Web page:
- The Washington Times - Sunday, September 15, 2002

At halftime, one unhappy spectator at Byrd Stadium guzzled a cup of coffee in the forlorn hope that it might wash away the taste of Florida State's 30-0 lead over Maryland.
No such luck. The coffee was bitter, too.
Someday, somewhere, the Terrapins actually may give the Seminoles a game. For now, the carnage keeps getting worse. Florida State won the first 12 meetings in this ridiculous rivalry by an average of 36 points. Last night Bobby Bowden's 'Noles almost matched that in the first half en route to a 37-10 breeze before 51,758 presumably dismayed eyewitnesses.
The drubbing illustrated again how far Maryland remains from being able to lick traditionally strong teams. In losses to Florida in the Orange Bowl, Notre Dame in this season's opener and Florida State, the Terps have been outscored 115-33, which is no way to influence poll voters, bowl selectors and recruits.
Let's remember, though, how far Ralph Friedgen's Terps have come from their dismal days under Mark Duffner and Ron Vanderlinden. They appear to be about halfway through their journey from patsy to powerhouse. Right now Maryland is a good team at a middlin' level, which unfortunately is not where bully boys like Florida State live.
Rule No.1 for teams attempting to smite prestigious enemies hip and thigh is, don't give them anything. The Terps ignored this sensible dictum in the first half and paid for it through their derrieres. Four of Florida State's first five scores followed a blocked field goal attempt, a 28-yard punt, a lost fumble and an interception, which should have been frustrating enough to make the newer, slimmer Fridge snarf a few Twinkies on the sideline.
Did somebody mention frustration? With Florida State nursing a 13-0 lead in the second quarter, Maryland tailback Chris Downs raced 61 yards for a touchdown that appeared to resuscitate the Terps. But what was that yellow handkerchief doing on the field? It seems somebody in red and white had thrown an illegal block, and after the resulting penalty Friedgen's troops could have started preparing for Eastern Michigan next Saturday. Or maybe for next season.
While Maryland's master of gridiron affairs stalked and stomped for three hours, Florida State's Bowden strolled his turf in his usual calm manner. When you have achieved what he has over 37 seasons two national championships, nine ACC titles, 14 straight seasons of 10 or more victories from 1987 through 2000 and a lifetime winning percentage of .781 (326-91-4) at Samford, West Virginia and Florida State there isn't much that gets you angry.
One thing that does fire Bowden's ire are questions about retirement, and no wonder. At 72, he appears 10 of 15 years younger. His energy and ability to make quick decisions have not flagged or lagged. And most important, he still enjoys what he does.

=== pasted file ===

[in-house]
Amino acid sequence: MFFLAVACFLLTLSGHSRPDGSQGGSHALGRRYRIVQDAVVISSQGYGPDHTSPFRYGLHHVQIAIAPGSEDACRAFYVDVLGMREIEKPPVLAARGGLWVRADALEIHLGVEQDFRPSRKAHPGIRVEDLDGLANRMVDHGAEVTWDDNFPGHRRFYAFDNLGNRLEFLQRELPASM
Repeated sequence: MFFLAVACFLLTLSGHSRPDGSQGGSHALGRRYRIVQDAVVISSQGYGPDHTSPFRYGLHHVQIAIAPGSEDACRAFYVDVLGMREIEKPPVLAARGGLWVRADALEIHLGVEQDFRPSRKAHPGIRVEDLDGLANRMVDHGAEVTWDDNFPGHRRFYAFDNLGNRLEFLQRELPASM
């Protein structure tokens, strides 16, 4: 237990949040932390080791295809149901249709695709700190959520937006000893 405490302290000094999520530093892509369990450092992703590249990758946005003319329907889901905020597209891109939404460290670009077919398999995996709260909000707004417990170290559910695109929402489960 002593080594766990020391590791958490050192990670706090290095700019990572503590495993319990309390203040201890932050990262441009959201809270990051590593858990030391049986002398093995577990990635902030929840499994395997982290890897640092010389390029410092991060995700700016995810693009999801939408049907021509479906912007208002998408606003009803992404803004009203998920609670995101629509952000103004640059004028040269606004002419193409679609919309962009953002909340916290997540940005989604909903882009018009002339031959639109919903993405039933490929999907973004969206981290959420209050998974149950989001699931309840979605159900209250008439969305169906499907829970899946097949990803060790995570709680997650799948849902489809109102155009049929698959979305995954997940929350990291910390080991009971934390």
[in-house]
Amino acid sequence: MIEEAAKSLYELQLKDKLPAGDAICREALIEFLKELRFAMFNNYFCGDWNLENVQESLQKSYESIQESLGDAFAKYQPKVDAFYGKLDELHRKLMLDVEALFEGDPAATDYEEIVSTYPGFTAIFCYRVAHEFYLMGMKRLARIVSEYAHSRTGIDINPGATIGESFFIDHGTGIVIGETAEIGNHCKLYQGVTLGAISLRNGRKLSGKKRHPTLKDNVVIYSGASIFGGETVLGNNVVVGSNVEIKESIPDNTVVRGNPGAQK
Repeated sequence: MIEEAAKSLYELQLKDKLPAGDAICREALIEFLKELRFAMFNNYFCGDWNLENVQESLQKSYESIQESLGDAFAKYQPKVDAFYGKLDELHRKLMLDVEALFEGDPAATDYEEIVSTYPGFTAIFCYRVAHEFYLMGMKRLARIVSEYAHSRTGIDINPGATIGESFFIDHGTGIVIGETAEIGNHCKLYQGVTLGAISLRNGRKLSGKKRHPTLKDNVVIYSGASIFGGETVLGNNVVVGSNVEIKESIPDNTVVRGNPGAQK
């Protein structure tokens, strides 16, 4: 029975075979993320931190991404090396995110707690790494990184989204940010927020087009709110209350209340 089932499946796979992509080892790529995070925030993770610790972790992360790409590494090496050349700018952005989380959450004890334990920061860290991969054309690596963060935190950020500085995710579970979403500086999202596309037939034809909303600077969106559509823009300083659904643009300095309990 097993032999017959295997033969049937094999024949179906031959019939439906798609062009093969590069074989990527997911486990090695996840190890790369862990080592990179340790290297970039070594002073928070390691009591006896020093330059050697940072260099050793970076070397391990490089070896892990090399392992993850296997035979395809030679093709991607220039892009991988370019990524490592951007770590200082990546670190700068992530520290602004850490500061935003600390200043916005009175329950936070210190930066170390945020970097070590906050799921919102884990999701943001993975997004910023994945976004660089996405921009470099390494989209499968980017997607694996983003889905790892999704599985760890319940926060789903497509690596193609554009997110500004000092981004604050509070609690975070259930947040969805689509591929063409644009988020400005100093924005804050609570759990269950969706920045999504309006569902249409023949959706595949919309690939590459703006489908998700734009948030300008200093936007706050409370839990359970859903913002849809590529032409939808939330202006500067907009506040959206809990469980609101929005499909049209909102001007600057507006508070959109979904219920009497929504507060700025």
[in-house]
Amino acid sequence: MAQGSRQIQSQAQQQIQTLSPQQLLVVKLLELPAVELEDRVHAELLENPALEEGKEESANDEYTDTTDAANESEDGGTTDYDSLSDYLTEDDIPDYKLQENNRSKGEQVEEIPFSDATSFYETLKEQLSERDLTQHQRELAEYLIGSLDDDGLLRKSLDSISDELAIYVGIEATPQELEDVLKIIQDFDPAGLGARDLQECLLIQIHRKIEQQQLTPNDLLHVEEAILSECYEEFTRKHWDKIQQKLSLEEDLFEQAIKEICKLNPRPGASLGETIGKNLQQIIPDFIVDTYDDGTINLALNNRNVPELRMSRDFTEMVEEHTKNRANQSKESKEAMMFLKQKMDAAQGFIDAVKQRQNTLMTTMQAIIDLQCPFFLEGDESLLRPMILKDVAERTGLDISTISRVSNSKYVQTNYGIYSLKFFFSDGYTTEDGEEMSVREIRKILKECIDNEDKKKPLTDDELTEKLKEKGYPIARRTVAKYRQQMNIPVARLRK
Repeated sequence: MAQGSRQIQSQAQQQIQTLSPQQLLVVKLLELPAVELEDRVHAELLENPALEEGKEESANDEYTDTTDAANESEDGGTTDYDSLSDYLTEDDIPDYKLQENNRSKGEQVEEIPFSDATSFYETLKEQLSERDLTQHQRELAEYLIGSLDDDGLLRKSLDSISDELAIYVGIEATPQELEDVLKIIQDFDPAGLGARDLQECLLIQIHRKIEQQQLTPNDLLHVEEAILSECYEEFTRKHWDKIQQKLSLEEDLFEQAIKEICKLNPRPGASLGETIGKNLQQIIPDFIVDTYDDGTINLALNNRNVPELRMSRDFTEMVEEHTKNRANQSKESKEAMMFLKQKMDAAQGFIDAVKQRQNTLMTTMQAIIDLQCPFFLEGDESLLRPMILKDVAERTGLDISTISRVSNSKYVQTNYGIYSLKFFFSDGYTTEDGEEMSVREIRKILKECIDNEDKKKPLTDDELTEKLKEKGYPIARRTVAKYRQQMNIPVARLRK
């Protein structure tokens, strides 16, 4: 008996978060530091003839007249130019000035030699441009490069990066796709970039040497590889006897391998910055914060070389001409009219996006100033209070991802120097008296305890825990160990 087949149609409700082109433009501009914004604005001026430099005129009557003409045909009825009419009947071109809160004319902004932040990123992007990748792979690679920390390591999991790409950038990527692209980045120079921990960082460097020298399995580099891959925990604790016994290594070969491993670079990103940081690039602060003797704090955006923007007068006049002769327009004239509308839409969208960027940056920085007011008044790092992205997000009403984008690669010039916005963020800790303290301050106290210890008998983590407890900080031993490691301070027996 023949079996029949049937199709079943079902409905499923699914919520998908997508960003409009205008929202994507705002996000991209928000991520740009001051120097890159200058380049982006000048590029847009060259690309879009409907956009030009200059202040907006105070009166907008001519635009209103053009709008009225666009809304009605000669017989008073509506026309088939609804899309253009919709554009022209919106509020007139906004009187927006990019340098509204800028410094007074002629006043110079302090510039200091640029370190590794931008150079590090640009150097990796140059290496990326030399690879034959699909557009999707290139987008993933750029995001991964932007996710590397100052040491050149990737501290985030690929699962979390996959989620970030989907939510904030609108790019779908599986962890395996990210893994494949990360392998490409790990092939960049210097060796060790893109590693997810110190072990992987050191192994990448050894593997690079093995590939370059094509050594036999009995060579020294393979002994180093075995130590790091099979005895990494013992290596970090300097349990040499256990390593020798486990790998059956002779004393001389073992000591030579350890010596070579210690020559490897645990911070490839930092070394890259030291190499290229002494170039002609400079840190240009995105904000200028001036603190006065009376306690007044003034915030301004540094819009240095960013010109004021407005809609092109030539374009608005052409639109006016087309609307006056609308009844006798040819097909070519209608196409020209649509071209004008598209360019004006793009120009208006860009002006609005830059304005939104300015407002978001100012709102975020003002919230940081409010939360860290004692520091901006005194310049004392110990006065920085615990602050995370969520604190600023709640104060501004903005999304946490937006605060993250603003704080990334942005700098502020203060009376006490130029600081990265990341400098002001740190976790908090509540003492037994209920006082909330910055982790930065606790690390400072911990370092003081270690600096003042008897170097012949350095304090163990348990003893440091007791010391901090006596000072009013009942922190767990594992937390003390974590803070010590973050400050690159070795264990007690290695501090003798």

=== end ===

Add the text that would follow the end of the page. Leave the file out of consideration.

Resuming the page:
"I want to die on the field," Bowden drawled recently to the Tallahassee Democrat newspaper. "I've never thought for one minute about retiring. I enjoy doing this so much, I just can't imagine what life would be without it. As long as I'm healthy and we're winning, this is what I want to do."
Unless Bowden is the world's greatest actor, his time-tested good ol' boy schtick is for real. He fires off Southern-fried one-liners with the best of 'em, as a couple of sportswriting generations can attest. Moreover, he has substantial interests outside of football, unlike many younger workaholics who study film and plot plays year-round. Bobby is intensely interested in World War II history, and he frequents churches and pulpits more often than you would suspect of a guy who makes a living beating up on other coaches.
A few years ago, Bowden found himself lecturing at a meeting of the American Football Coaches Association. In the audience was Eddie Robinson, the legendary Grambling coach whose half-century career produced a record 408 victories.
"I'm thinking, 'What in the world is he doing down there?'" Bowden recalled. "That should be a 22-year-old just going into college coaching, and here's a guy 75 years old and he's got his pencil and pad taking notes. He never got to the point where he didn't think he had to learn more."
Bowden passed Bear Bryant's 323 victories last season and currently owns the third-best winning percentage among active coaches. He needs 84 wins to pass Robinson about eight more good seasons worth and it might not be smart to bet against him.
Robinson, for one, thinks his record could fall to his pal Bobby. "The way he loves the game and the way he goes about it, there is no reason he won't go until 80 and past," said Louisiana's grand old man.
Now that's a discomforting thought for fans at Maryland and elsewhere in the ACC: Bowden on the Seminoles' sideline in 2010. Perhaps they should just quit waiting for him to quit.
Considering his inexplicably late addition to the head coaching ranks, Friedgen probably would be delighted to accomplish a smidgen of what Bowden has. Heck, at this point he'd be happy if his Terps simply threatened to beat the 'Noles. Someday, somewhere.

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